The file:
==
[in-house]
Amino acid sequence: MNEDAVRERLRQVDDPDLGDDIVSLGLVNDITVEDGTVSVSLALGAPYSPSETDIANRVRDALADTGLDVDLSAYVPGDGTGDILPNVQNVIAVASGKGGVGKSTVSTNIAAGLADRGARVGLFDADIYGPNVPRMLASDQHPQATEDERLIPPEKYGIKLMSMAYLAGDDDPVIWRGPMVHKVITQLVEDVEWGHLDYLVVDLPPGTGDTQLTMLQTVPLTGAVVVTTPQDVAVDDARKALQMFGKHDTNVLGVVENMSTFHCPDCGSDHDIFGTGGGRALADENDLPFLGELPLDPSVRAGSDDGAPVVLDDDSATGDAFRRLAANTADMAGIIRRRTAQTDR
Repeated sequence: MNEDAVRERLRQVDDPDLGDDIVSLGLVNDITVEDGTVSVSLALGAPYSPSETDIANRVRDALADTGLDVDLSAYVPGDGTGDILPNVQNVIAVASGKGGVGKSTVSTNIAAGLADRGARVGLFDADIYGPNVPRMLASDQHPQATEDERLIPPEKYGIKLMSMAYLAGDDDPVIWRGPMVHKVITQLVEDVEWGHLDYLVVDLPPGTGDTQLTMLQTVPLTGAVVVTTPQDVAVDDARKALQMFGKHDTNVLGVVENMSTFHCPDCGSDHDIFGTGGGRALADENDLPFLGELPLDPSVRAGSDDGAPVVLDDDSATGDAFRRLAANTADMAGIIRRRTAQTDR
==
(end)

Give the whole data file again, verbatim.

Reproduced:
[in-house]
Amino acid sequence: MNEDAVRERLRQVDDPDLGDDIVSLGLVNDITVEDGTVSVSLALGAPYSPSETDIANRVRDALADTGLDVDLSAYVPGDGTGDILPNVQNVIAVASGKGGVGKSTVSTNIAAGLADRGARVGLFDADIYGPNVPRMLASDQHPQATEDERLIPPEKYGIKLMSMAYLAGDDDPVIWRGPMVHKVITQLVEDVEWGHLDYLVVDLPPGTGDTQLTMLQTVPLTGAVVVTTPQDVAVDDARKALQMFGKHDTNVLGVVENMSTFHCPDCGSDHDIFGTGGGRALADENDLPFLGELPLDPSVRAGSDDGAPVVLDDDSATGDAFRRLAANTADMAGIIRRRTAQTDR
Repeated sequence: MNEDAVRERLRQVDDPDLGDDIVSLGLVNDITVEDGTVSVSLALGAPYSPSETDIANRVRDALADTGLDVDLSAYVPGDGTGDILPNVQNVIAVASGKGGVGKSTVSTNIAAGLADRGARVGLFDADIYGPNVPRMLASDQHPQATEDERLIPPEKYGIKLMSMAYLAGDDDPVIWRGPMVHKVITQLVEDVEWGHLDYLVVDLPPGTGDTQLTMLQTVPLTGAVVVTTPQDVAVDDARKALQMFGKHDTNVLGVVENMSTFHCPDCGSDHDIFGTGGGRALADENDLPFLGELPLDPSVRAGSDDGAPVVLDDDSATGDAFRRLAANTADMAGIIRRRTAQTDR